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Monday, March 14, 2011

Beautiful Country Devastated - Post Earthquake Japan

Visitors to Japan "pre" last week's horrific earthquake and resulting tsunami waves were impressed by the country's organized beauty. Guests were treated to an orderly country.  People were polite to a fault. they were graciously efficient with time, resources, transpiration and energy.

Japan is the only country in the world to endure and recover from two attacks with nuclear bombs at the end of World War II.  It is completely unfair for this nation consisting of small group of islands to undergo yet another series of catastrophic events, this time by the destructive brutal forces of earth's moving plates along the Pacific Ocean's rim.

We visited Japan as a US military family in the 1970's, traveling to Tachikowa, Tokyo and Kamakura.  Just last October 2010 we visited the old capital city of Kyoto during our month long Asian tour.  My husband and I love Japan for it's simplistic beauty and friendly people.

Obviously, I join the people of the world in praying for the Japanese who are desperate in the face of a triple disaster, the 9.0 earthquake, the resulting force of the tsunami waves and now the breakdown of the country's nuclear power plants. Triple tragedies have happened in a country best prepared to withstand the powerfully significant events, yet the compounded forces of all of them occurring at the same time are overwhelming a grieving nation.  Thankfully, the US military is among the first disaster aid teams on the scene to offer assistance to the population who are dealing with water, food and power shortages.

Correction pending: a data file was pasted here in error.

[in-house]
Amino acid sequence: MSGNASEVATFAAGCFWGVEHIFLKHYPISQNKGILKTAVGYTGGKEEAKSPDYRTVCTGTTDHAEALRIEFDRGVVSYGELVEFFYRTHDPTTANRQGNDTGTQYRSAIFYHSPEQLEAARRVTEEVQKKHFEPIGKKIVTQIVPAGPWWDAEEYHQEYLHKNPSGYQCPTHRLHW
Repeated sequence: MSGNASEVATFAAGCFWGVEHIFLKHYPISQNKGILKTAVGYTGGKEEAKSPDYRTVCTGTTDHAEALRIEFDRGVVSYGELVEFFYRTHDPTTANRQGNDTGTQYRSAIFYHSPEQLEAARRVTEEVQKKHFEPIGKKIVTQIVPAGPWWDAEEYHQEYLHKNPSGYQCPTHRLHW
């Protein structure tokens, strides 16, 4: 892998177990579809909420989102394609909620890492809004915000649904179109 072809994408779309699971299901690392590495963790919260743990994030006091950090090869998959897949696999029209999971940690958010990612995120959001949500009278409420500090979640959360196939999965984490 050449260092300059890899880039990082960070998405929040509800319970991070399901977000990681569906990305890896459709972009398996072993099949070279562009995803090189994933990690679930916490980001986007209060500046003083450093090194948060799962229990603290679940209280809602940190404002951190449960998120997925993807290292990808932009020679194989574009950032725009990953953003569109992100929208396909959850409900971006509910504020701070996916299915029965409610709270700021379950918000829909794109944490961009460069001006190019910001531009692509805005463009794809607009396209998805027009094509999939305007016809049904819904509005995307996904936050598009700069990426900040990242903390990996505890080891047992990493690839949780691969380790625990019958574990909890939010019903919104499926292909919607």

I'm glad to say I've had the opportunity to visit Japan before March 10, 2011.  There is no doubt the Japanese will eventually recover from the combination natural and man made nuclear disasters now demoralizing the country's people.

Unfortunately, the Japan I will remember may not be the same during my lifetime.  As for the nuclear power plants, the double edged sword of risky energy sources driving Japan's economic success, I doubt these will ever again be functional, but I'm certainly not a scientist.

Worse, the nuclear waste these plants leave behind in the wake of the meltdowns will be a pox on the sculptured Japanese landscape for at least a generation, probably longer.

Our hearts pour out to the Japanese people who are faced with challenges beyond comprehension as the world watches the events of March 10, 2011 continue to unfold.   Thank you US military for being there, helping the Japanese when you can.  Although there is no way to mitigate the destruction of the triple earthquake disasters, our US military presence is symbolic of caring Americans who pray for Japan's well being.

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